In 2013, it all just seemed to fall into place with exact precision. When that happens in baseball, there’s very little other teams can do. When it gets rolling, it keeps rolling all the way to a World Series championship.
The Boston Red Sox, under first-year manager John Farrell, won their third World Series championship in the past 10 years. This comes after going 0 for 86 in previous seasons. Not bad.
The target is firmly now on Boston. How will they respond? Can the 2014 pieces once again fall perfectly into place like they did in 2013?
CF Jacoby Ellsbury (Free Agency)SS Stephen Drew (Free Agency)C Jarrod Saltalamacchia (Free Agency)
RP Edward Mujica (Free Agency)OF Grady Sizemore (Free Agency)C A.J. Pierzynski (Free Agency)
On paper, there is no doubt that the Sox have taken a step back. Losing superstar outfielder Jacoby Ellsbury will be tough to deal with all season long. Losing shortstop Stephen Drew will also hurt. The telling sign of whether the 2014 Sox will be successful or not will be the progression of their home-grown youngsters.
CF Jackie BradleyRF Shane Victorino2B Dustin PedroiaDH David Ortiz1B Mike NapoliSS Xander BogaertsLF Daniel Nava3B Will MiddlebrooksC A.J. PierzynskiBench: OF Jonny Gomes, OF Grady Sizemore, C David Ross, IF Jonathan Herrera
In a perfect world, the Sox would love to see promising youngster Jackie Bradley assume the center-field position and lead-off spot. Ellsbury’s departure not only creates a hole in the outfield, but at the top of the order as well. The back-up plan for the lead-off spot will be Victorino. Bradley has blazing speed and is already a great defensive center-fielder. The major question for the 22-year-old will be consistency at the plate. He’s shown flashes, but the Sox will need that production in 2014.
The middle of the lineup still boasts two of the top power hitters in the American League in David Ortiz and Mike Napoli. At 38 years of age, Ortiz is still putting up prime numbers. In 2013 he slammed 30 home runs and 103 runs batted in. Putting up remarkable power numbers while still hitting .309, notes ESPN.com.
Projected Pitching Staff:SP Jon Lester (L)SP John Lackey (R)SP Clay Buchholz (R)SP Jake Peavy (R)SP Felix Doubront (L)LR Chris Capuano (L)MR Andrew Miller (L), Burke Badenhop (R), Craig Breslow (L)SU Junichi Tazawa (R), Edward Mujica (R)CP Koji Uehara (R)
One of those key pieces falling into place in 2013 was starting pitcher John Lackey regaining his pre-2012 form. He was a complete failure of a signing in 2012 for the Sox, after they awarded him with a mega-deal in the off-season. Fast forward to 2013, with new Manager John Farrell at the helm (formerly a pitching coach with the Red Sox), and Lackey lost the pounds and turned into the stud they envisioned he’d be. With Lackey, alongside Jon Lester, the Sox will still have that great one-two punch in 2014.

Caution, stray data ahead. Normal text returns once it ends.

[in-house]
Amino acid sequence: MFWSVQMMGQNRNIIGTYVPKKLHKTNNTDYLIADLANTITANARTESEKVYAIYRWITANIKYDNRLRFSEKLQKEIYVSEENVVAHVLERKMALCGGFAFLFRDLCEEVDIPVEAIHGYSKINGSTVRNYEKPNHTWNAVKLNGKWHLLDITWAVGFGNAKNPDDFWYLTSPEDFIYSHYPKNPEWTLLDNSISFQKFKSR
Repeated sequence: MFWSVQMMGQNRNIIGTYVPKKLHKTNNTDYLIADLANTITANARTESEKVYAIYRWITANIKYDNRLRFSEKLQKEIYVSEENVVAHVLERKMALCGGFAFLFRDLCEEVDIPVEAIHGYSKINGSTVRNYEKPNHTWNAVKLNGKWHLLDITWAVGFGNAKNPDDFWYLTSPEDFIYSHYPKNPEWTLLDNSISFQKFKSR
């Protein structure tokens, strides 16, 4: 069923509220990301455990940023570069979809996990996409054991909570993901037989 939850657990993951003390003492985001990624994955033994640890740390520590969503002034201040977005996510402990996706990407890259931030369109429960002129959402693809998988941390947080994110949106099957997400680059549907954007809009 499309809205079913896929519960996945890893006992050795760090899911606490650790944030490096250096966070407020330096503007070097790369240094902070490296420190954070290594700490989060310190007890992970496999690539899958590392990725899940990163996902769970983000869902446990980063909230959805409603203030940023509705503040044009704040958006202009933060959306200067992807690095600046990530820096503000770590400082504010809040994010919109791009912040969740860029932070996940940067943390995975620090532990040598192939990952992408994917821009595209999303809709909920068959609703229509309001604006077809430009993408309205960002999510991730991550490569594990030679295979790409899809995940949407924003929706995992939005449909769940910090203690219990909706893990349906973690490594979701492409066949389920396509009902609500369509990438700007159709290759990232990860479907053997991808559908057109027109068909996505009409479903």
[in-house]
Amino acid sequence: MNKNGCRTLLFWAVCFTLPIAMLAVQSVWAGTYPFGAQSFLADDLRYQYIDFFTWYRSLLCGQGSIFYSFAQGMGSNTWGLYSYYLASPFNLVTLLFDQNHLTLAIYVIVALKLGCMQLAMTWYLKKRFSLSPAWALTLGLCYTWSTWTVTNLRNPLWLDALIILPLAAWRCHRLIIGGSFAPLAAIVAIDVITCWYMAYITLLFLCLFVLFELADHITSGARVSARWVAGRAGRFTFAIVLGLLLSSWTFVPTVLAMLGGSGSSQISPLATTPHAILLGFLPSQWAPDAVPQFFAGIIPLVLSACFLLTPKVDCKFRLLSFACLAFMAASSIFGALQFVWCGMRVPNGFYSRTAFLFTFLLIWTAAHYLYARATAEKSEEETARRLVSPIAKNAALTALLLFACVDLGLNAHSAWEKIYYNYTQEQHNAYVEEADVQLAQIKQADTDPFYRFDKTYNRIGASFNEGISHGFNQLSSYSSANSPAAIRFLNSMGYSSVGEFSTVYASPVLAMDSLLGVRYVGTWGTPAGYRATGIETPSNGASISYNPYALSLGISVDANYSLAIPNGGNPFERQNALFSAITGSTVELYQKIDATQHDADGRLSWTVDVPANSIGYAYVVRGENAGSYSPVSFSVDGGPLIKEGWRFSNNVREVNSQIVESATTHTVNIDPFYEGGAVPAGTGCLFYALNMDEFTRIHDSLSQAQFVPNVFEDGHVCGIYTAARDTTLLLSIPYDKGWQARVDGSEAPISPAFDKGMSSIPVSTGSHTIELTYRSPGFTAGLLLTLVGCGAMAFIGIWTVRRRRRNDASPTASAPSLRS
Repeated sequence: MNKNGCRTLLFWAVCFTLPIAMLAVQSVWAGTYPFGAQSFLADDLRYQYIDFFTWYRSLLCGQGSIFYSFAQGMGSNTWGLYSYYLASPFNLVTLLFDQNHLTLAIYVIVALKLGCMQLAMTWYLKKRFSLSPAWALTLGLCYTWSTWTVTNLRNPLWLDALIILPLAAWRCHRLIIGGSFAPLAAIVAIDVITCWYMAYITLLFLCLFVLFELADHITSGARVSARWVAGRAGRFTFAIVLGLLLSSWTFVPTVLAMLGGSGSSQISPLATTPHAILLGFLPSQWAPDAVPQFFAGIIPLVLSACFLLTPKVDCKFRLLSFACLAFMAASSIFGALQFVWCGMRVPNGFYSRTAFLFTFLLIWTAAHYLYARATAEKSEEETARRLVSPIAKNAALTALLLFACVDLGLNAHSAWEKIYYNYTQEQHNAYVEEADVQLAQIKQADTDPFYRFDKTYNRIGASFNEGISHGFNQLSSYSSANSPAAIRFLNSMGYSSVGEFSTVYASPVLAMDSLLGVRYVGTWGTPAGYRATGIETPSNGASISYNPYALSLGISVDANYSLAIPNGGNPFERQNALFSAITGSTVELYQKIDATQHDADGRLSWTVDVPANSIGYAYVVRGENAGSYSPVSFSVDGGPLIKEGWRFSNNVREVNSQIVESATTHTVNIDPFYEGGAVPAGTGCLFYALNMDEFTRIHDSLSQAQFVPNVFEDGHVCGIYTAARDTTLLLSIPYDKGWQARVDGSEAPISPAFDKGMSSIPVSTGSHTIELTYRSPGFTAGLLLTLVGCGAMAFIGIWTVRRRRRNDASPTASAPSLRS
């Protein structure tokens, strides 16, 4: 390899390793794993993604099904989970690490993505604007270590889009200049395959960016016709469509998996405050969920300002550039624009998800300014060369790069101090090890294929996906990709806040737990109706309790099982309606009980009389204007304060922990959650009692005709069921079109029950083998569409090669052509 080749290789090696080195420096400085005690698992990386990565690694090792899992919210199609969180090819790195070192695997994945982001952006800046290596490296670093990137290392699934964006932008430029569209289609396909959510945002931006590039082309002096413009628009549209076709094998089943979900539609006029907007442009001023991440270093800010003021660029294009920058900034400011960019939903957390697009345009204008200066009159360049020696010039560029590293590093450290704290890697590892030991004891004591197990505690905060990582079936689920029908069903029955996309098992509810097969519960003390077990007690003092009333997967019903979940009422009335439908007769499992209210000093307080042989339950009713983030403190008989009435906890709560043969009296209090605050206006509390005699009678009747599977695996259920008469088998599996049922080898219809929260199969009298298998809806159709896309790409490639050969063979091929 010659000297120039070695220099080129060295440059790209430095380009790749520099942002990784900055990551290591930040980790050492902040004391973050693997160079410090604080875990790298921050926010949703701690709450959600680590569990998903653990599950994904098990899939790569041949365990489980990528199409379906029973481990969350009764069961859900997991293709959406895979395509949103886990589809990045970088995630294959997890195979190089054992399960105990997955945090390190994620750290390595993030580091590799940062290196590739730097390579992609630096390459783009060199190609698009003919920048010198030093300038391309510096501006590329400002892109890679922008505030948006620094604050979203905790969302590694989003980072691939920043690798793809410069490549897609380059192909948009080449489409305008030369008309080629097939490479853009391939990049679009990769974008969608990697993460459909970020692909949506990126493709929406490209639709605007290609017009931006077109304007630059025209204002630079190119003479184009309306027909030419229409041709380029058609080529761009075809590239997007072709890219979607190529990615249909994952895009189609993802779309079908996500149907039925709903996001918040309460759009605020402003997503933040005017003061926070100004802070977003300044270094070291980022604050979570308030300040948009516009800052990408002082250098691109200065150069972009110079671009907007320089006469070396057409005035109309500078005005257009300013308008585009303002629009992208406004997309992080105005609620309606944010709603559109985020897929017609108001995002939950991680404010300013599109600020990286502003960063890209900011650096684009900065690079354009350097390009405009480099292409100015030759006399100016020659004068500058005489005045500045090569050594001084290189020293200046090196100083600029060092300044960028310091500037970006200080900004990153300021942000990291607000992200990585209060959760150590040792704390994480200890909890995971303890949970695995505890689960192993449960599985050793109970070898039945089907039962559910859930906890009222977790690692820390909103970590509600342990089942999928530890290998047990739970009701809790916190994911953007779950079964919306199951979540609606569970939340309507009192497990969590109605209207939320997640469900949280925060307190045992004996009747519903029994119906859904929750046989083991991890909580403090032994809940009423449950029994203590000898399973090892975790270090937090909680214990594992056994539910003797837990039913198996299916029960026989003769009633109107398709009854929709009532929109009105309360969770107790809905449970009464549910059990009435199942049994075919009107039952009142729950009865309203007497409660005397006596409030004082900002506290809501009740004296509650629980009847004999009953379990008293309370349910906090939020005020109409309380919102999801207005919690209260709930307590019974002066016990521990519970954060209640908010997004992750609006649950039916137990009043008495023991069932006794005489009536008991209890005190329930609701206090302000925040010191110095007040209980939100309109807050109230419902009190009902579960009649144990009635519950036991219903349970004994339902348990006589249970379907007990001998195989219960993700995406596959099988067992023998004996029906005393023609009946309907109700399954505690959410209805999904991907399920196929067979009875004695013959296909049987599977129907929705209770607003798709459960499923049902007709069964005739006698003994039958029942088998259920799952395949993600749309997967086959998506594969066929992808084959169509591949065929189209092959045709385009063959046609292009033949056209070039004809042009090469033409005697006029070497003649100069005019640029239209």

The bullpen is where the question marks emerge. The offseason seemed to improve the cause with the signing of solid middle reliever Edward Mujica, but as every baseball fan knows, baseball bullpens are wildly inconsistent from year to year.
Will Koji Uehara duplicate his amazing 2013 season?
One of the more stunning stories from all of baseball in 2013 was the excellent production the Sox received from their entire pitching staff. Call it magic if you’d like, but new Manager John Farrell is the likely X-factor to why this was the case.
One of those guys that stunned was Koji Uehara, as he assumed the closer position early in the season, and was dominant through the playoffs. The 38-year old Uehara who failed in two organizations prior to Boston, finished 2013 with 21 saves, 101 strikeouts and a 1.09 earned run average, according to CBS Sports.
Can the youngsters step up in 2014?
The new trend in Major League Baseball is building from within. The Red Sox organization have been looked upon as one of the better models in this regard. With key departures (Ellsbury and Drew), certain youngsters like 3B Will Middlebrooks, SS Xander Bogaerts and CF Jackie Bradley will be thrust into the spotlight.
Bogaerts was key part to Boston’s run in 2013. Now he’s moving over to his natural position of short-stop, as Middlebrooks returns to the everyday lineup. Middlebrooks impressed greatly in 2012 once called up (15 HR’s, .288 BA in 75 games), but in 2013 took a step back and saw himself as a bench player during the playoffs.
Bostonians are still in heaven. After 86 years of heart ache, they now sit at the top of the baseball world (3 titles in 10 years). If manager John Farrell hits all the right buttons two years in a row, they might just plant a statue of him outside of Fenway Park.